Finite fields are important in several areas of cryptography. A finite field is simply a field with a finite number of elements. It can be shown that the order of a finite field (number of elements in the field) must be a power of a prime p^n, where n is a positive integer. Finite fields of order p can be defined using arithmetic mod p. Finite fields of order p^n, for n>1, can be defined using arithmetic over polynomials.




Definition: Two integers are relatively primeif their only common positive integer factor is 1. Finding the Greatest Common Divisor


Properties of Congruences












Finite Field Arithmetic AES Structure AES Transformation Functions AES Key Expansion An AES Example AES Implementation


AES is a block cipher intended to replace DES for commercial applica-tions. It uses a 128-bit block size and a key size of 128, 192, or 256 bits. AES does not use a Feistel structure. Instead, each full round consists of four separate functions: byte substitution, permutation, arithmetic opera-tions over a finite field, and XOR with a key.




Multiple Encryption and Triple DES Electronic Code Book Cipher Block Chaining Mode Cipher Feedback Mode Output Feedback Mode Counter Mode XTS-AES Mode for Block-Oriented Storage Devices


Multiple encryption is a technique in which an encryption algorithm is used multiple times. In the first instance, plaintext is converted to ciphertext using the encryption algorithm. This ciphertext is then used as input and the algorithm is applied again. This process may be repeated through any number of stages. Triple DES makes use of three stages of the DES algorithm, using a total of two or three distinct keys. A mode of operation is a technique for enhancing the effect of a crypto-graphic algorithm or adapting the algorithm for an application, such as applying a block cipher to a sequence of data blocks or a data stream. 54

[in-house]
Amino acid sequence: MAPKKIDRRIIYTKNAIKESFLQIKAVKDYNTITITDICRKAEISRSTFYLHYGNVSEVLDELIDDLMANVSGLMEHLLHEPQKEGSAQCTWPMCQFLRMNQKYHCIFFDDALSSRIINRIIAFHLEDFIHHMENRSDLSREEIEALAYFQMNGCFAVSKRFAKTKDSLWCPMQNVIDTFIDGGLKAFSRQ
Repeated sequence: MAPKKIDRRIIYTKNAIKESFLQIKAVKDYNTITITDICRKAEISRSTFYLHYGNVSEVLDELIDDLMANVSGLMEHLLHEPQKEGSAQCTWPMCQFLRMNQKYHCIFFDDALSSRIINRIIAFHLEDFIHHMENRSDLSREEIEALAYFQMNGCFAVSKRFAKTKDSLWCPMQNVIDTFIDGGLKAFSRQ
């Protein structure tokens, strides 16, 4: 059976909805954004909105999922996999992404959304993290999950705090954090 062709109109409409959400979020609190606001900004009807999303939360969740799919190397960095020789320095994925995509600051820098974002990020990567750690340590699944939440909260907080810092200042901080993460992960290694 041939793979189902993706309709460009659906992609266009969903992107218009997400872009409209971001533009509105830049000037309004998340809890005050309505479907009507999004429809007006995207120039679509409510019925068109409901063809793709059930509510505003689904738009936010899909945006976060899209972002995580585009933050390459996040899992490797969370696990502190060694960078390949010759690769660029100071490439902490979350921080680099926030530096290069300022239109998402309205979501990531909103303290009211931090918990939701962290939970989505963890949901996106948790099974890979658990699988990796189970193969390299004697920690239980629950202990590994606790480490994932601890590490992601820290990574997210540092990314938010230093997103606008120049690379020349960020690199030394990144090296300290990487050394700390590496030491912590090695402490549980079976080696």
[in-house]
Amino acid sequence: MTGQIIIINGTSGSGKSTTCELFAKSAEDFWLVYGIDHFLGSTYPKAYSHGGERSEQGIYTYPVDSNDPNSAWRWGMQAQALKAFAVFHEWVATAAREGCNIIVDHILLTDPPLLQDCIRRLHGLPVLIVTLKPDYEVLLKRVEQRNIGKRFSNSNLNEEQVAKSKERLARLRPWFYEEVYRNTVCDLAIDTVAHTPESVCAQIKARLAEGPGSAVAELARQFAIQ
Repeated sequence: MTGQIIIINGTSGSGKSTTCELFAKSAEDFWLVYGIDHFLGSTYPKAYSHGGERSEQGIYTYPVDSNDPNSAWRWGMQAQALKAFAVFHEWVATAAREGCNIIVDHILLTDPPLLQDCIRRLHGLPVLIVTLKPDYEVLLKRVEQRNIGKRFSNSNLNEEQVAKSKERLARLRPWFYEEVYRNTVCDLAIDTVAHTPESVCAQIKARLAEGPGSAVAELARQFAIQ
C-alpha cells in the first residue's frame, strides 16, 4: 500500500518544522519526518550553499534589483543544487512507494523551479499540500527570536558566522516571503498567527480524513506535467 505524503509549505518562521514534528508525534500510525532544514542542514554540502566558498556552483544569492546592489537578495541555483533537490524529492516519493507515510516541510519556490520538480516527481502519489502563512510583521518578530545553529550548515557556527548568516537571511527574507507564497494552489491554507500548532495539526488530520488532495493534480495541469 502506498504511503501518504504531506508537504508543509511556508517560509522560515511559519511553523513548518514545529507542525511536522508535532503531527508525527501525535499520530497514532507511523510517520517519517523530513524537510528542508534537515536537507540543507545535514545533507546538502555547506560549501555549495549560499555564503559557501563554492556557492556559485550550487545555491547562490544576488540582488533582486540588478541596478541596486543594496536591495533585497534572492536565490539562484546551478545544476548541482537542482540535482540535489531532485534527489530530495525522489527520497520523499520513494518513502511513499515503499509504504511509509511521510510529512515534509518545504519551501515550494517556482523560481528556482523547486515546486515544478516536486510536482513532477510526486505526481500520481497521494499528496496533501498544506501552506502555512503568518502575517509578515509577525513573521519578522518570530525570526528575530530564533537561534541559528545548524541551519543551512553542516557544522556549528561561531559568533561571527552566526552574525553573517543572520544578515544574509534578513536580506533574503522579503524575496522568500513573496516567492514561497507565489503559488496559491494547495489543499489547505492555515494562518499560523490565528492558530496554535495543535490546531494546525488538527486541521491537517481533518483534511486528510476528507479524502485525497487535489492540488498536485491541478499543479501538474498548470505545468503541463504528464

Five modes of operation have been standardized by NIST for use with symmetric block ciphers such as DES and AES: electronic codebook mode, cipher block chaining mode, cipher feedback mode, output feed-back mode, and counter mode. Another important mode, XTS-AES, has been standardized by the IEEE Security in Storage Working Group (P1619). The standard describes a method of encryption for data stored in sector-based devices where the threat model includes possible access to stored data by the adversary.



Triple DES with Two Keys

Triple DES with Three Keys: A number of Internet-based applications have adopted threekey 3DES, including PGP and S/MIME












Principles of Pseudorandom Number Generation Pseudorandom Number Generators Pseudorandom Number Generation Using a Block Cipher Stream Ciphers RC4 True Random Number Generators


A capability with application to a number of cryptographic functions is random or pseudorandom number generation. The principle requirement for this capability is that the generated number stream be unpredictable. A stream cipher is a symmetric encryption algorithm in which ciphertext output is produced bit-by-bit or byte-bybyte from a stream of plaintext input. The most widely used such cipher is RC4.


Traditionally, the concern in the generation of a sequence of allegedly random numbers has been that the sequence of numbers be random in some well-defined statistical sense. The following two criteria are used to validate that a sequence of numbers is random: Uniform distribution:The distribution of bits in the sequence should be uniform; that is, the frequency of occurrence of ones and zeros should be approximately equal. Independence:No one subsequence in the sequence can be inferred from the others.




RC4 is used in the Secure Sockets Layer/Transport Layer Security (SSL/TLS) standards that have been defined for communication between Web browsers and servers. It is also used in the Wired Equivalent Privacy (WEP) protocol and the newer WiFi Protected Access (WPA) protocol that are part of the IEEE 802.11 wireless LAN standard. RC4 was kept as a trade secret by RSA Security.